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Let's Make 2021 a Year of Kindness for People With Down Syndrome (and Everyone)

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2020 was a year of unknowns. What I took away from it was how much people stood up for others. We checked in on our neighbors, we clapped for essential workers and we marched to make sure the world knew Black Lives Matter.

I thought 2021 was going to be the comeback year. We were going to find our new normal, navigating different comfort levels and slowly emerging as a united community. Unfortunately, the first half of this year has not felt like that. It’s been divisive, confrontational and has lacked empathy. We’ve seen an increase in hate crimes including attacks on the Asian population. And the Down syndrome population has not gone unscathed.

I’ve dedicated the last five years of my life to help start GiGi’s Playhouse San Diego, a Down Syndrome Achievement Center. It’s a center that not only provides free, purposeful programming, but also advocates for inclusion. My oldest daughter was my drive and made volunteering for this project my passion. We finally opened our doors in 2018 and it became the 37th location in the United States and the first in California.

A few weeks ago, GiGi’s Playhouse Sacramento opened its doors. It’s the 54th location and second in California. A week after their grand opening, it was vandalized. My heart hurt as I learned the news.

Offensive graffiti at vandalized Gigi's Playhouse.
Offensive graffiti at vandalized Gigi’s Playhouse.

How is it possible that in 2021, we are still fighting for our children’s right to exist? To be a part of society? They’ve proved themselves. They have shown the world that all they need is an opportunity. An opportunity to show their worth. An opportunity so that others can see what we see: amazing human beings who have so much to contribute to this world — their inventiveness, their smarts, their kindness, their honesty, their strength!

I was observing my 7-month-old the other day. She’s my second and does not have Down syndrome. She was trying to sit up for the first time. She propped herself up, pushed out with one arm, and there it was.  She did not waver, did not fall back and since then sits up with the same ease every time. This brought me back to the countless hours spent with my oldest daughter and Mary, our amazing physical therapist.

My girl worked so hard to accomplish something that came so easily to her baby sister. This did not make her less. It did not make her more. It made her a hard-working, determined little girl who needs to work thrice as hard as you and me when her body betrays her. And she does it, most days with a smile. She overcomes these hurdles and continues to make gains. She concentrates, slowing her speech, over-pronouncing and repeating her words, so there is no doubt left that she would prefer ice cream for breakfast (which of course she doesn’t get). And we can deal with this. Like she says, “No problem, Mom!”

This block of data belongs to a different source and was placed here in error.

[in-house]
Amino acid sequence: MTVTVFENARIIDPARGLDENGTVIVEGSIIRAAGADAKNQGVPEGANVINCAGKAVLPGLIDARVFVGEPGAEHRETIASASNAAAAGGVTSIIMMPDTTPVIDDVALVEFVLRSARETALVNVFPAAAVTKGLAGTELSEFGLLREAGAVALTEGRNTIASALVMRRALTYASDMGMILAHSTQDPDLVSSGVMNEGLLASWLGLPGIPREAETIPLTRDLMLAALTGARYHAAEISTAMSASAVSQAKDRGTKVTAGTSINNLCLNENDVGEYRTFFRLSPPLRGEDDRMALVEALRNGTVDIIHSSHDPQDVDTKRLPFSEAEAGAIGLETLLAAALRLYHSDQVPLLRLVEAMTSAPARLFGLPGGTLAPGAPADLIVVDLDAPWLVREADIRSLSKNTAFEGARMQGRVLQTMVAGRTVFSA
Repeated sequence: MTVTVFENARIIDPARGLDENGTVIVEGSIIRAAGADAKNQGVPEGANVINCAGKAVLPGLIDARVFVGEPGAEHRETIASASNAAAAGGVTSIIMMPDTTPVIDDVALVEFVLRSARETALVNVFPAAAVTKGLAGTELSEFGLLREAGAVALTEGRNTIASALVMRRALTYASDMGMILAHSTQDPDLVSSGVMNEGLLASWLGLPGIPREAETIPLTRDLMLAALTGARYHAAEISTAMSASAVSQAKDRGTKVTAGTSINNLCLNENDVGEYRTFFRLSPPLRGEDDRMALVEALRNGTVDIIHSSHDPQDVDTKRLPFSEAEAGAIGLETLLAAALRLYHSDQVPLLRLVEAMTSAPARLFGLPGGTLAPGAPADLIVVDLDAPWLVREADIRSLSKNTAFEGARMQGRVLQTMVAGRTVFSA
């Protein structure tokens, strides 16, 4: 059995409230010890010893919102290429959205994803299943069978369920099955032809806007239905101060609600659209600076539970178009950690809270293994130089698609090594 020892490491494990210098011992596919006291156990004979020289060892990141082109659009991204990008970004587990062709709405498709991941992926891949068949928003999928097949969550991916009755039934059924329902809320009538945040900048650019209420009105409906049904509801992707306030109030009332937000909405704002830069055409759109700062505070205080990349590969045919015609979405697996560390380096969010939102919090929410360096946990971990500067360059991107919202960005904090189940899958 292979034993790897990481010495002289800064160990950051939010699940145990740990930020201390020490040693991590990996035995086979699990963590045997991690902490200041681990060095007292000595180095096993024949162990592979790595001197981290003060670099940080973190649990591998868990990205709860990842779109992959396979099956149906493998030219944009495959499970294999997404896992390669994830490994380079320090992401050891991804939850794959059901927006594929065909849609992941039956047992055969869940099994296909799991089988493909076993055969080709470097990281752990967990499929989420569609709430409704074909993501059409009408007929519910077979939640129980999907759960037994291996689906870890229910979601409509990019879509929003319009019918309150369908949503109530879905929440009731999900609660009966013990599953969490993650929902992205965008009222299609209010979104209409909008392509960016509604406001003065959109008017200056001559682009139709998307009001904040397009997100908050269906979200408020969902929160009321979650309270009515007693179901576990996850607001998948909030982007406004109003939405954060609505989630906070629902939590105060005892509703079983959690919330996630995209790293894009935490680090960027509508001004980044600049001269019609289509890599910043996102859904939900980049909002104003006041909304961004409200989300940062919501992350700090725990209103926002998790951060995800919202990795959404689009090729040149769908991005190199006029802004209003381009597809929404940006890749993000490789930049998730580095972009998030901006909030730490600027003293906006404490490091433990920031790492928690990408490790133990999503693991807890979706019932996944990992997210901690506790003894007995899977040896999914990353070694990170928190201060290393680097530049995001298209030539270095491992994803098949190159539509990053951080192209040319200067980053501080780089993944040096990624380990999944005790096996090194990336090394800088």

What I can’t deal with, though, is her having to prove herself to others. Having to prove her worth. Having to prove that she also deserves to be on this Earth, in her community, in her school included with her typical peers, and in the workforce as a contributing member of society.

She has to fight to receive proper medical care so that in a pandemic, she is not denied a hospital bed just because she has an extra chromosome. Or if she ever needs an organ transplant, she’s not denied a place on the waiting list. She has to prove that her life is just as valuable as yours — time and time again.

But I guess I have to deal with it. And not only will I deal with it, but I will dedicate my life to make sure that in her lifetime, humankind actually embraces kindness. Because that’s all it takes. Kindness leads to empathy which leads to acceptance.

So please, do your part to turn things around in 2021. We still have a chance to make this the comeback year. All you have to do is be kind.

Getty image by Den Kuvaiev.

Originally published: June 1, 2021
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